The philosophy of epic entrepreneurs: John D. Rockefeller

Every era in the course of humanity has witnessed the life of extraordinary achievers, crossing the limits of the impossible and leaving a distinctive mark in the book of eternity. Today, we turn the page on the story of John D. Rockefeller, one of the wealthiest entrepreneurs in history...

Richford, New York, 1839.

When he was a young boy, life for John Rockefeller was far from idyllic. With discord, insecurity and a father absent from family life as he indulged in mysterious schemes for making a living. This was the distant world that haunted the personality of Rockefeller, greatly shaping his perception of life and attitude towards business. He was an enigmatic figure that rose to become the world's biggest oil tycoon, arguably the richest man of all time and a philanthropist - who along with Andrew Carnegie - re-defined the face of modern philanthropy.

Rockefeller got his first job in Cleveland at the age of 16, as an assistant bookkeeper with a salary of just $1.50 a week. But he was fast to grasp his first pivotal lessons in life. One: never forget, and two: learn the art of tithing. Rockefeller celebrated throughout his whole life 'Job Day' - that starting point that he humbly entered the world of business and synchronized the chain of events that led him to create his vast empire. Later on, he confessed: "I would never have been able to tithe my first million dollars if I would not have tithed my first salary which was $1.50 a week."

Early on in his career, young Rockefeller sensed that he could become so much more than a humble bookkeeper. Amidst the ambition of his youth, he placed his wish to the abundant universe: "To make a $100,000 and live until 100". The bet would be won.... but a billion times over. No other individual in American history has achieved such a meteoric rise.

To comprehend the financial magnitude of John Rockefeller in current terms, his net worth ranks higher than Bill Gates, Warren Buffet and Carlos Slim combined.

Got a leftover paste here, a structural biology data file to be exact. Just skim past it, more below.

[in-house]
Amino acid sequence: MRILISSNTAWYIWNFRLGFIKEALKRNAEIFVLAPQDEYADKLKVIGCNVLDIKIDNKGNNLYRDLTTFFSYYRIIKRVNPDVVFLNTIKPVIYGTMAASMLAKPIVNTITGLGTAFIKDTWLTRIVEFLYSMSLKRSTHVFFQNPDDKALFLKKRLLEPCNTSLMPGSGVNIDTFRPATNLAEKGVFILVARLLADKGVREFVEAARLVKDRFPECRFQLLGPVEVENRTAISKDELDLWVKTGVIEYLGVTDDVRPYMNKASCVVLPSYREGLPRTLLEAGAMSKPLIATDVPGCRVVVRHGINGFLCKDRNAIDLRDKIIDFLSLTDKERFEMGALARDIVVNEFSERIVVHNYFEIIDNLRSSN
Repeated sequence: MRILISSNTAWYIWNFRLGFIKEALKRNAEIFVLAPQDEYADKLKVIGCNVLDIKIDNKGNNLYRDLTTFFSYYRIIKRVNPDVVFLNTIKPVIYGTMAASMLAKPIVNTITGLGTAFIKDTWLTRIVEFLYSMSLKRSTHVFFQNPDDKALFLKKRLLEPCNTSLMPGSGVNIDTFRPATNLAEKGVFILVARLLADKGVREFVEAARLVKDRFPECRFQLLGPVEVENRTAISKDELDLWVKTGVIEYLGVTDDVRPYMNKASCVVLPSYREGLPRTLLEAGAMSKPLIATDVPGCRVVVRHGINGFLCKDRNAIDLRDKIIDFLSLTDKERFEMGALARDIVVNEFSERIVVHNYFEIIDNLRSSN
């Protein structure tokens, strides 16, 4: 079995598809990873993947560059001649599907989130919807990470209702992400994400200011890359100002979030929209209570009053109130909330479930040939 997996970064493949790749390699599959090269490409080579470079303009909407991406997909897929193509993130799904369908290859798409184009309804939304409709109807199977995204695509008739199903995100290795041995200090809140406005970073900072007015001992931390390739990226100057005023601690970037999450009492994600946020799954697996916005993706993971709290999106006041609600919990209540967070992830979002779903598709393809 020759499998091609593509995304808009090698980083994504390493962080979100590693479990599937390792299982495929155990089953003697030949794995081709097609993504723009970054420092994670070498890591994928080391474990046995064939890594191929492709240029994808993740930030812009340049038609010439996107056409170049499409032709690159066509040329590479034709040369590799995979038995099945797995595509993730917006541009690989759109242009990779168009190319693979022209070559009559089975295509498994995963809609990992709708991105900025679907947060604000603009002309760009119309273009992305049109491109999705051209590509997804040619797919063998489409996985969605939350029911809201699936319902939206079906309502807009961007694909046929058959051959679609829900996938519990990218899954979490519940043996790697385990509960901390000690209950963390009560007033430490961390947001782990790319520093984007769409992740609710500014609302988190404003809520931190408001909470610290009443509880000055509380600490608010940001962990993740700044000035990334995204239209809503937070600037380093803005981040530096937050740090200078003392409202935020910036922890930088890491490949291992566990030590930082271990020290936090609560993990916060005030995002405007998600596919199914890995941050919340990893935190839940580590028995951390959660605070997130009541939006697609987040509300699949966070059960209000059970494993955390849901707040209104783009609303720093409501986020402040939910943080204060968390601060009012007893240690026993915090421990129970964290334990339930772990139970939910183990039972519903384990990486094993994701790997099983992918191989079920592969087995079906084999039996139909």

One can only wonder how John Rockefeller was as an individual. What was the tapestry of his personality? His image is an amalgamation of contradictions; an intriguing and diverse character. He was a peculiar blend of high ambition, laser-focused concentration, determination, and deep religious devotion coupled with a sage wisdom from India.

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"I have always regarded it as a religious duty to get all I could honorably and to give all I could," remarked Rockefeller in his later years. Religion was a guiding influence throughout his life, and he believed that his faith was the true source of his success. Even when he built his empire, he still taught at Sunday school every week. It was not pretense or a game of impressions. His mother was deeply religious and Rockefeller was his mother's son, a fact that later on in his life would also make him a devoted husband and loving father.

He was known for his iron poise and the stoic nature of his character that proved an invaluable shield against the challenges and adversities of the business world.

The other side of the coin was that he was a hard player, with unparalleled determination to succeed. Rockefeller was a proponent of social Darwinism and held the belief that "The growth of large business is merely a survival of the fittest." He has been criticised for his business tactics to monopolize the petroleum industry through serial acquisitions and secret deals.